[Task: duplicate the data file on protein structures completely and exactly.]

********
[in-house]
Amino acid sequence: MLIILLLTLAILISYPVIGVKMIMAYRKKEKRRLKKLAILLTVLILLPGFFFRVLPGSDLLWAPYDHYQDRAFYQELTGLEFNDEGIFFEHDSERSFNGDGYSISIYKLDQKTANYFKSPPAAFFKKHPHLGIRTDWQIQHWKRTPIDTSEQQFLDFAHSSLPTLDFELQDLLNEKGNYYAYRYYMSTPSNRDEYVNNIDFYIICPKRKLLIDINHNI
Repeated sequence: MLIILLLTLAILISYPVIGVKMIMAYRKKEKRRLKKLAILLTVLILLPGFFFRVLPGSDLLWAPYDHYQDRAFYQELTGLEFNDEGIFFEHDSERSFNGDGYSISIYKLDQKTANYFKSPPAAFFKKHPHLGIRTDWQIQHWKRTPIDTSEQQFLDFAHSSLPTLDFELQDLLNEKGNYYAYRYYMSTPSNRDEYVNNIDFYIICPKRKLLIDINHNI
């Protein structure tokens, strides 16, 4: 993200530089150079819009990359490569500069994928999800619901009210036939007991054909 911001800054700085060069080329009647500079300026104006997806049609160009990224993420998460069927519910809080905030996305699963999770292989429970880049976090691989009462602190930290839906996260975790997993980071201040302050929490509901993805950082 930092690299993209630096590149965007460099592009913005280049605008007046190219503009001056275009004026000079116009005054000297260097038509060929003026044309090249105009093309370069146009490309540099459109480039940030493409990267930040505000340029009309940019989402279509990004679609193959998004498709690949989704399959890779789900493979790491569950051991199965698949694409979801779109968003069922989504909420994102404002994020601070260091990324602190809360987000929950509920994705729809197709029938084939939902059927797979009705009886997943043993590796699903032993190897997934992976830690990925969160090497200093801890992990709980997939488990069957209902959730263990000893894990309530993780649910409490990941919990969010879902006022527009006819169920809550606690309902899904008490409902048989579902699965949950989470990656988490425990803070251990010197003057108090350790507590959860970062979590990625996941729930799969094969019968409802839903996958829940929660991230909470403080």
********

[in-house]
Amino acid sequence: MLIILLLTLAILISYPVIGVKMIMAYRKKEKRRLKKLAILLTVLILLPGFFFRVLPGSDLLWAPYDHYQDRAFYQELTGLEFNDEGIFFEHDSERSFNGDGYSISIYKLDQKTANYFKSPPAAFFKKHPHLGIRTDWQIQHWKRTPIDTSEQQFLDFAHSSLPTLDFELQDLLNEKGNYYAYRYYMSTPSNRDEYVNNIDFYIICPKRKLLIDINHNI
Repeated sequence: MLIILLLTLAILISYPVIGVKMIMAYRKKEKRRLKKLAILLTVLILLPGFFFRVLPGSDLLWAPYDHYQDRAFYQELTGLEFNDEGIFFEHDSERSFNGDGYSISIYKLDQKTANYFKSPPAAFFKKHPHLGIRTDWQIQHWKRTPIDTSEQQFLDFAHSSLPTLDFELQDLLNEKGNYYAYRYYMSTPSNRDEYVNNIDFYIICPKRKLLIDINHNI
């Protein structure tokens, strides 16, 4: 993200530089150079819009990359490569500069994928999800619901009210036939007991054909 911001800054700085060069080329009647500079300026104006997806049609160009990224993420998460069927519910809080905030996305699963999770292989429970880049976090691989009462602190930290839906996260975790997993980071201040302050929490509901993805950082 930092690299993209630096590149965007460099592009913005280049605008007046190219503009001056275009004026000079116009005054000297260097038509060929003026044309090249105009093309370069146009490309540099459109480039940030493409990267930040505000340029009309940019989402279509990004679609193959998004498709690949989704399959890779789900493979790491569950051991199965698949694409979801779109968003069922989504909420994102404002994020601070260091990324602190809360987000929950509920994705729809197709029938084939939902059927797979009705009886997943043993590796699903032993190897997934992976830690990925969160090497200093801890992990709980997939488990069957209902959730263990000893894990309530993780649910409490990941919990969010879902006022527009006819169920809550606690309902899904008490409902048989579902699965949950989470990656988490425990803070251990010197003057108090350790507590959860970062979590990625996941729930799969094969019968409802839903996958829940929660991230909470403080």